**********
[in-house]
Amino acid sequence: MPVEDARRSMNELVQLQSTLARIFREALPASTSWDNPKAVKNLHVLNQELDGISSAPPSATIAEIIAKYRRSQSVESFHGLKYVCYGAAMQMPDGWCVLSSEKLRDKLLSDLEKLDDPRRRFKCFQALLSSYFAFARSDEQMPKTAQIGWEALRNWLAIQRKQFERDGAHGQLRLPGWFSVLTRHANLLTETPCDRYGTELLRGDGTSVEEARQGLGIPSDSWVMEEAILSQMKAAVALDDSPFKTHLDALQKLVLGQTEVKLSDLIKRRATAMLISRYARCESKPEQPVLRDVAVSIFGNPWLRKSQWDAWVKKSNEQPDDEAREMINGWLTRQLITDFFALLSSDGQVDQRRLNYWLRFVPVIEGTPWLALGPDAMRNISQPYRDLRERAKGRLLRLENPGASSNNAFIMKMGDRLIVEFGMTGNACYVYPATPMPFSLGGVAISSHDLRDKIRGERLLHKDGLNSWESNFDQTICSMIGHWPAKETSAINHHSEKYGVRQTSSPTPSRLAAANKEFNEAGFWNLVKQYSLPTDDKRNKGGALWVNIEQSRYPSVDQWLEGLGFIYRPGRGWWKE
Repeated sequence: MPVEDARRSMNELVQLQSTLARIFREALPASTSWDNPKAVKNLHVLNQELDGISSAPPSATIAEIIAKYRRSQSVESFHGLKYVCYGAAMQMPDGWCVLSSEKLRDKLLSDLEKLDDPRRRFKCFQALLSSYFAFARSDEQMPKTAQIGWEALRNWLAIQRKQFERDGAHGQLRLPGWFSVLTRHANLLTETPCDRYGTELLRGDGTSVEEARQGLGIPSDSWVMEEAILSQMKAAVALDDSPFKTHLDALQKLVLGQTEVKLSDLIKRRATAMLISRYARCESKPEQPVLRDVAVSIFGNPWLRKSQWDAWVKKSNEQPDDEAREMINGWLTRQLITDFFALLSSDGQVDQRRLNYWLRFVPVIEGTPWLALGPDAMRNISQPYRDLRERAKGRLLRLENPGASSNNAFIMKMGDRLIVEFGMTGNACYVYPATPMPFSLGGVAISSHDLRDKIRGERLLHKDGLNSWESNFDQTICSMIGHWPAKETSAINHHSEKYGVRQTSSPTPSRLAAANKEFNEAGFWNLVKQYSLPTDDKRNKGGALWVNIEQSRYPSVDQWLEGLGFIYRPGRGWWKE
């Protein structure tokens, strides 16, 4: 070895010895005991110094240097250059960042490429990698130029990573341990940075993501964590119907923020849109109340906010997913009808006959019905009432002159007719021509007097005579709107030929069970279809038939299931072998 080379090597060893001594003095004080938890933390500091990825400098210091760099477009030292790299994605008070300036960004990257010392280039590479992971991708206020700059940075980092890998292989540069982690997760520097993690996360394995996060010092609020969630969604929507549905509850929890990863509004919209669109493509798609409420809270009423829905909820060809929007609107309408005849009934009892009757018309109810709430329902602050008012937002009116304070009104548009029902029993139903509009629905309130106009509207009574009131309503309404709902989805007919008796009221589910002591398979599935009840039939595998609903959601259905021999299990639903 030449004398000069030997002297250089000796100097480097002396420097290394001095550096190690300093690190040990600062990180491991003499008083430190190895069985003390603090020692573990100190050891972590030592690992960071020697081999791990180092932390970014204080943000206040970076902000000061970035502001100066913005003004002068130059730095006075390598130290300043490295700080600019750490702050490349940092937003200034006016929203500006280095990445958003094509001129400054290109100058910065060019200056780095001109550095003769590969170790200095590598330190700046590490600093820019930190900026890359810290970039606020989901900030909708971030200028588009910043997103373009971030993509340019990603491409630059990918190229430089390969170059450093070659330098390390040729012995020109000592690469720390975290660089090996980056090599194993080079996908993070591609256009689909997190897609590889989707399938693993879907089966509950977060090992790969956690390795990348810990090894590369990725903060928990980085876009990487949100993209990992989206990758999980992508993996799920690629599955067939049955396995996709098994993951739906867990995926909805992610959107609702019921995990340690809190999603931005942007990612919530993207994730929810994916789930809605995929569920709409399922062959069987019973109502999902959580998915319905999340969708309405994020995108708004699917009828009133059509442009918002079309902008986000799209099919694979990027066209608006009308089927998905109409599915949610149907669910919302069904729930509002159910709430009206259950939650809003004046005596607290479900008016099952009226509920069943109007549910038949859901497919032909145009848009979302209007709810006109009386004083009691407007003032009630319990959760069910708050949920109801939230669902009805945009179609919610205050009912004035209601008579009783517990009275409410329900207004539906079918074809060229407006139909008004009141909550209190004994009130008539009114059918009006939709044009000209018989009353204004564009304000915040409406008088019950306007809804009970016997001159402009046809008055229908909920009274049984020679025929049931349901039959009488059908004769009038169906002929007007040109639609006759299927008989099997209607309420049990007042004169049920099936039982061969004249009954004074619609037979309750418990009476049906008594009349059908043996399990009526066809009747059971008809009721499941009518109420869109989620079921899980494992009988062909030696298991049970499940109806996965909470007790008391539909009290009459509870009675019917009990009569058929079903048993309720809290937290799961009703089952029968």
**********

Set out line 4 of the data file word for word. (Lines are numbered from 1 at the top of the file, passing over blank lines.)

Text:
């Protein structure tokens, strides 16, 4: 070895010895005991110094240097250059960042490429990698130029990573341990940075993501964590119907923020849109109340906010997913009808006959019905009432002159007719021509007097005579709107030929069970279809038939299931072998 080379090597060893001594003095004080938890933390500091990825400098210091760099477009030292790299994605008070300036960004990257010392280039590479992971991708206020700059940075980092890998292989540069982690997760520097993690996360394995996060010092609020969630969604929507549905509850929890990863509004919209669109493509798609409420809270009423829905909820060809929007609107309408005849009934009892009757018309109810709430329902602050008012937002009116304070009104548009029902029993139903509009629905309130106009509207009574009131309503309404709902989805007919008796009221589910002591398979599935009840039939595998609903959601259905021999299990639903 030449004398000069030997002297250089000796100097480097002396420097290394001095550096190690300093690190040990600062990180491991003499008083430190190895069985003390603090020692573990100190050891972590030592690992960071020697081999791990180092932390970014204080943000206040970076902000000061970035502001100066913005003004002068130059730095006075390598130290300043490295700080600019750490702050490349940092937003200034006016929203500006280095990445958003094509001129400054290109100058910065060019200056780095001109550095003769590969170790200095590598330190700046590490600093820019930190900026890359810290970039606020989901900030909708971030200028588009910043997103373009971030993509340019990603491409630059990918190229430089390969170059450093070659330098390390040729012995020109000592690469720390975290660089090996980056090599194993080079996908993070591609256009689909997190897609590889989707399938693993879907089966509950977060090992790969956690390795990348810990090894590369990725903060928990980085876009990487949100993209990992989206990758999980992508993996799920690629599955067939049955396995996709098994993951739906867990995926909805992610959107609702019921995990340690809190999603931005942007990612919530993207994730929810994916789930809605995929569920709409399922062959069987019973109502999902959580998915319905999340969708309405994020995108708004699917009828009133059509442009918002079309902008986000799209099919694979990027066209608006009308089927998905109409599915949610149907669910919302069904729930509002159910709430009206259950939650809003004046005596607290479900008016099952009226509920069943109007549910038949859901497919032909145009848009979302209007709810006109009386004083009691407007003032009630319990959760069910708050949920109801939230669902009805945009179609919610205050009912004035209601008579009783517990009275409410329900207004539906079918074809060229407006139909008004009141909550209190004994009130008539009114059918009006939709044009000209018989009353204004564009304000915040409406008088019950306007809804009970016997001159402009046809008055229908909920009274049984020679025929049931349901039959009488059908004769009038169906002929007007040109639609006759299927008989099997209607309420049990007042004169049920099936039982061969004249009954004074619609037979309750418990009476049906008594009349059908043996399990009526066809009747059971008809009721499941009518109420869109989620079921899980494992009988062909030696298991049970499940109806996965909470007790008391539909009290009459509870009675019917009990009569058929079903048993309720809290937290799961009703089952029968």